Karate – Some Boots

Karate
Some Boots

Geoff Farina, singer and guitarist for the band Karate, is a modern day beat poet, slickly spinning his stream-of-consciousness lyrics over jazz guitar and backed by a light but impeccably tight rhythm section. This is what makes each and every Karate album a brilliant piece of work. So unlike anything else available today, Farina and company blend genres effortlessly yet still maintain firmly in touch with their indie-rock roots.
No more or less accessible than any of their previous releases, if anything Some Boots shows a band that’s growing more confident in their style. The songs are longer, more jamming, while Farina’s free-flowing guitar is given the range to spiral and flow. The lyrics weave nicely around the often shimmering guitar and tight rhythm, and the overall effect is one of intellectually stimulating yet soothing rock.
The opener, “Original Spies,” can already be a classic Karate song. At times, the guitar blares a bit loudly, but the beat is up-tempo, the guitar loud and strong, the vocals intricate and perfect. Even longer than its predecessor, “First Release” picks up on the jamming guitar lines, very electric to the point that it almost buzzes, while the percussion flows more intrinsically into the tune. The more laid-back “Ice or Ground?” has more of a free-jazz feel, especially evident in the brush drums and more relaxed guitar lines. The band gets quieter, more subtle on the moody “South” and then “In Hundreds” gets more up-tempo, led by more intricate and mathy percussion than the band usually lays out.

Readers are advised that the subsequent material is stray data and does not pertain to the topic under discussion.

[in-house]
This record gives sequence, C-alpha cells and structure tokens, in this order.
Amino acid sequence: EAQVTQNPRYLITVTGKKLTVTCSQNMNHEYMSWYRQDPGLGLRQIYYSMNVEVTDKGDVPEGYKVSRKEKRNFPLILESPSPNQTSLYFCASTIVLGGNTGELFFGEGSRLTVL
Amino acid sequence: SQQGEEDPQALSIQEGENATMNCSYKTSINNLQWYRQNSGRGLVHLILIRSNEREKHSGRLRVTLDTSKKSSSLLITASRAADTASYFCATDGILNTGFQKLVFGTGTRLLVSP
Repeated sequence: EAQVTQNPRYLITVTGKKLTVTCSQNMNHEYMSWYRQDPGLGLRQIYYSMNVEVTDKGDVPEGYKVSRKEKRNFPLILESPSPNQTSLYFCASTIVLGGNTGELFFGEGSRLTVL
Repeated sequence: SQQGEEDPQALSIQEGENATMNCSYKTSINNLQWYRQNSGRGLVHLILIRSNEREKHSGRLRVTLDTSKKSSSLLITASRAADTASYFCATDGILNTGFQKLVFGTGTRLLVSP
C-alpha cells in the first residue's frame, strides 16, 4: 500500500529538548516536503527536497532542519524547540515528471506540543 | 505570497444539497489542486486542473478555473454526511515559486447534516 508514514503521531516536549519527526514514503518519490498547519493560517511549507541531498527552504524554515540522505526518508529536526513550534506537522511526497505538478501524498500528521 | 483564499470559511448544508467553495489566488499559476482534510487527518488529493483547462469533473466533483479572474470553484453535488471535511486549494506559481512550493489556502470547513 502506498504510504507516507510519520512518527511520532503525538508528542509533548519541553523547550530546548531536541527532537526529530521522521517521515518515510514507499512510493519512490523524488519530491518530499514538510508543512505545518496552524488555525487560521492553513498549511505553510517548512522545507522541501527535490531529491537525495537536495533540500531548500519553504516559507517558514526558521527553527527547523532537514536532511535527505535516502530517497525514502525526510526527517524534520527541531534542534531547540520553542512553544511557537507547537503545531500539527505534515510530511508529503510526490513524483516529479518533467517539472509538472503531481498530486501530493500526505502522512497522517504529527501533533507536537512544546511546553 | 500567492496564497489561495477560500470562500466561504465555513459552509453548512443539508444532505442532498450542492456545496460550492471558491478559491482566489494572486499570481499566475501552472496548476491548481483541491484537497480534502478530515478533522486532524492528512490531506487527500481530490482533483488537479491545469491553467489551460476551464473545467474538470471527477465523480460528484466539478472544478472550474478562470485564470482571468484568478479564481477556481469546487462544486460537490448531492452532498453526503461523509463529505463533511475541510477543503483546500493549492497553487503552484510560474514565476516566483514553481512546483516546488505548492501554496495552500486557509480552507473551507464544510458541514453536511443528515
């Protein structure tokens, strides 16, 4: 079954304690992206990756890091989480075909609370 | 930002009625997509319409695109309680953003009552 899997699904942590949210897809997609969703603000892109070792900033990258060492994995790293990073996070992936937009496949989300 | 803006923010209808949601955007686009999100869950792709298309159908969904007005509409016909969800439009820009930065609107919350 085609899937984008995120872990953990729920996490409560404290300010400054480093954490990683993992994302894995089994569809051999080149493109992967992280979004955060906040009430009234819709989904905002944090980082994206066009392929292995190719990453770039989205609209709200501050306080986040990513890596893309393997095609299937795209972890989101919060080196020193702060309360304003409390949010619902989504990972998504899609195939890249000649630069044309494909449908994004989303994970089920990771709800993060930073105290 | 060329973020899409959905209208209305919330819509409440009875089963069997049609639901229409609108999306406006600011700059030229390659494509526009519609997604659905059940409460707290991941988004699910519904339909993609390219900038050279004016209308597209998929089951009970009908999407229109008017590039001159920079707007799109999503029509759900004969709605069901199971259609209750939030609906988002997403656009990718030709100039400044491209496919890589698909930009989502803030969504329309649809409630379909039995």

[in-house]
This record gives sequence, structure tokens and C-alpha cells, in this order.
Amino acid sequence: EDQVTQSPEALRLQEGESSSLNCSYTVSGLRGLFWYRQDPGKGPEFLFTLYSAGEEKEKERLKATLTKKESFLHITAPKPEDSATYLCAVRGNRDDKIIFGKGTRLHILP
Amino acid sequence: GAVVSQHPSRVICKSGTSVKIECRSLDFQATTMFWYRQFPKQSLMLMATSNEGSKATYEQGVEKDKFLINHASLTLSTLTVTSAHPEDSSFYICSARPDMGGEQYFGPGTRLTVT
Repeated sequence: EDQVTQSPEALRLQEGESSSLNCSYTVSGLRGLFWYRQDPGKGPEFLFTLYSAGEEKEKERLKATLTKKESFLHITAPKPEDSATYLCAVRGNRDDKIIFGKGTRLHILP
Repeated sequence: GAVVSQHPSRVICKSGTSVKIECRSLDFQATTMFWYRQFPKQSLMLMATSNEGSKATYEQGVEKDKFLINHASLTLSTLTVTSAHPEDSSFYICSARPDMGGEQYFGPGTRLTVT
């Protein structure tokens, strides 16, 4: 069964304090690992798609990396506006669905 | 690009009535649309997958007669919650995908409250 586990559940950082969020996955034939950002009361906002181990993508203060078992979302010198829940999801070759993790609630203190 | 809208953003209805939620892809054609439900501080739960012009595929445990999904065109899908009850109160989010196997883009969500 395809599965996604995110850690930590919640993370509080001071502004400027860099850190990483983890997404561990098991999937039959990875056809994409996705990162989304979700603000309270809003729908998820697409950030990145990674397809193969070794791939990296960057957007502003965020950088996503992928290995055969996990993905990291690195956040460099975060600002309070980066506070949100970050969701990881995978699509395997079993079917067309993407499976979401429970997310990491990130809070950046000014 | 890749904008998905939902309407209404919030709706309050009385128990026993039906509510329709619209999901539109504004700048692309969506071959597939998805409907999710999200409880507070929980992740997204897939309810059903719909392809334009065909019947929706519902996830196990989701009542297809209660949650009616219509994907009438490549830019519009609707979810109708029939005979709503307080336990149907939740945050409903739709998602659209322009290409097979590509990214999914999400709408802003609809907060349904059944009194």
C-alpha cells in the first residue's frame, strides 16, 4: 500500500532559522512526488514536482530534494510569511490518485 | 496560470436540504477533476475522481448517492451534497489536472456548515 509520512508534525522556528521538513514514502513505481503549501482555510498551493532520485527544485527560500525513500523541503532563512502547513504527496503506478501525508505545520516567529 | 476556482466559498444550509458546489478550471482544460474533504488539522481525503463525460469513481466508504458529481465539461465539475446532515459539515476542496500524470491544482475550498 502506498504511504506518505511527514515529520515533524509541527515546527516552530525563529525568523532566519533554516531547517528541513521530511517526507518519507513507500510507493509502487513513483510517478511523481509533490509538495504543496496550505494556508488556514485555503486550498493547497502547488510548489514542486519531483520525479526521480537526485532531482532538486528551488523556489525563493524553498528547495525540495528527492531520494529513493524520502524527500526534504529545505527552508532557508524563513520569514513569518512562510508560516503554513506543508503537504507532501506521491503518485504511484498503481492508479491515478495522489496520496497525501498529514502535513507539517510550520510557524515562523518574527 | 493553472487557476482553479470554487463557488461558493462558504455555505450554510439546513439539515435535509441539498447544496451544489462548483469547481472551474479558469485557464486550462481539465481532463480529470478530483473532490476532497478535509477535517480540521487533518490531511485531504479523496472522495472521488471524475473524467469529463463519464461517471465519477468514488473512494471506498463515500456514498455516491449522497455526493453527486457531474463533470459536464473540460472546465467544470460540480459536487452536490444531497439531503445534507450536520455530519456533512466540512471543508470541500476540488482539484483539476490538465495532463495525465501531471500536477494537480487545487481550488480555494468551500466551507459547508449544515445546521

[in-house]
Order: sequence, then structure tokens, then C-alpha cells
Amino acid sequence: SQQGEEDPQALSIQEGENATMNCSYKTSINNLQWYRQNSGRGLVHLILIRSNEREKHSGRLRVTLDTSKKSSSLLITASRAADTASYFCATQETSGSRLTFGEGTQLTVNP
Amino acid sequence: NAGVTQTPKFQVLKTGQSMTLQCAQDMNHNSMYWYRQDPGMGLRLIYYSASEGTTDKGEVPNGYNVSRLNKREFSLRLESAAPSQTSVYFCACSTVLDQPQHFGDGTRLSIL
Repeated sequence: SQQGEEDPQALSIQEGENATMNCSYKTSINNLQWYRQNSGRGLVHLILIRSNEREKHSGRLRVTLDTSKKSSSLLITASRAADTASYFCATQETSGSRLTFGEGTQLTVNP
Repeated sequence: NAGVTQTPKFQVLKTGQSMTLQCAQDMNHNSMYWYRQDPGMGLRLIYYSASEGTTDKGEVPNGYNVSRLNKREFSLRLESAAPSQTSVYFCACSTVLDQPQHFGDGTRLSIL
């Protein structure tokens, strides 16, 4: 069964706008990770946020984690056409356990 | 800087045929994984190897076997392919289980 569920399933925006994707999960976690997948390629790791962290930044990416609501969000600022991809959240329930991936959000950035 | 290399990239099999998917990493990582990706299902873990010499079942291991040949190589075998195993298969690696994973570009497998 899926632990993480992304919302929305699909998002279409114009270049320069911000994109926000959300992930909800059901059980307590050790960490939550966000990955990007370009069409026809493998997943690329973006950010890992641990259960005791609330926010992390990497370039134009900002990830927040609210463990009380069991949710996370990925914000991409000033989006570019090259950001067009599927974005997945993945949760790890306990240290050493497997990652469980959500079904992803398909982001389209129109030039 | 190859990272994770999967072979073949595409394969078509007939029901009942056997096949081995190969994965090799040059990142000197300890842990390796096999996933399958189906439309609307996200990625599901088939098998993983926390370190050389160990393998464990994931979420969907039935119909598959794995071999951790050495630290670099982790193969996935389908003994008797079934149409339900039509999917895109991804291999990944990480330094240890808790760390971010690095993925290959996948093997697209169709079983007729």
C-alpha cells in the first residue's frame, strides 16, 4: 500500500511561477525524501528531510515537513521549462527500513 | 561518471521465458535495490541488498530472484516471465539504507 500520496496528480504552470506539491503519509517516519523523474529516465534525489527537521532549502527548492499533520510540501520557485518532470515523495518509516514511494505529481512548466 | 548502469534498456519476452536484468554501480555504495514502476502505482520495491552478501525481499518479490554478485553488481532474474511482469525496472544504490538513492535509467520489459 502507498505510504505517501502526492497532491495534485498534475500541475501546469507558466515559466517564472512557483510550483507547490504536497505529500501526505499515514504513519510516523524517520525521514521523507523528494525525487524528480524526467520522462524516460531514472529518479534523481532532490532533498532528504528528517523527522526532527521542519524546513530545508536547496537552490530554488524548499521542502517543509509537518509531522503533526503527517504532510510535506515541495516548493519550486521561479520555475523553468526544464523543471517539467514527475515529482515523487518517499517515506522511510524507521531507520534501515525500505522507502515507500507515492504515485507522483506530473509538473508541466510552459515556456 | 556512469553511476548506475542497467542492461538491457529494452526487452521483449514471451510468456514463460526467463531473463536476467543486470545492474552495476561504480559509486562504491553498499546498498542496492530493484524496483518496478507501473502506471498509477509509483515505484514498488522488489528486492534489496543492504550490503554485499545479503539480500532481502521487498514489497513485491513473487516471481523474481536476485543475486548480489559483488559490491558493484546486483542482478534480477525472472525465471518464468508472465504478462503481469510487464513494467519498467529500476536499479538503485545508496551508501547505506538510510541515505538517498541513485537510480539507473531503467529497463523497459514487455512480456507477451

As the percussion led that song, the bass takes a prevalent role on “Airport,” giving the song something more of a groove that works well with Farina’s singing style. “Baby Teeth” is rather start-stop, a tad more herky-jerky in rhythm, but it adds to the more urgent feel of the song and Farina’s vocals that are almost spat out at times. The eight-plus minute “Corduroy,” not included on the 2xLP version of Some Boots, is a relaxed, softer tune, with gentle, melodic guitar and an almost ballad-like quality. And finally, the shortest track, “Remain Relaxed,” closes the album quieter, relaxed as its name suggests.
Farina has a similar sound on his solo albums, but with Karate, he’s a bit more restrained, a bit more tied to the rhythm his bandmates produce, and thus Karate remains his best project. The music here is incredible, flowing, jazzy, airy, and soothing. Like their last album, this will invariably find a place on my best of the year list. Fans of Karate or new fans of lighter, jazzier indie-rock will be immensely pleased.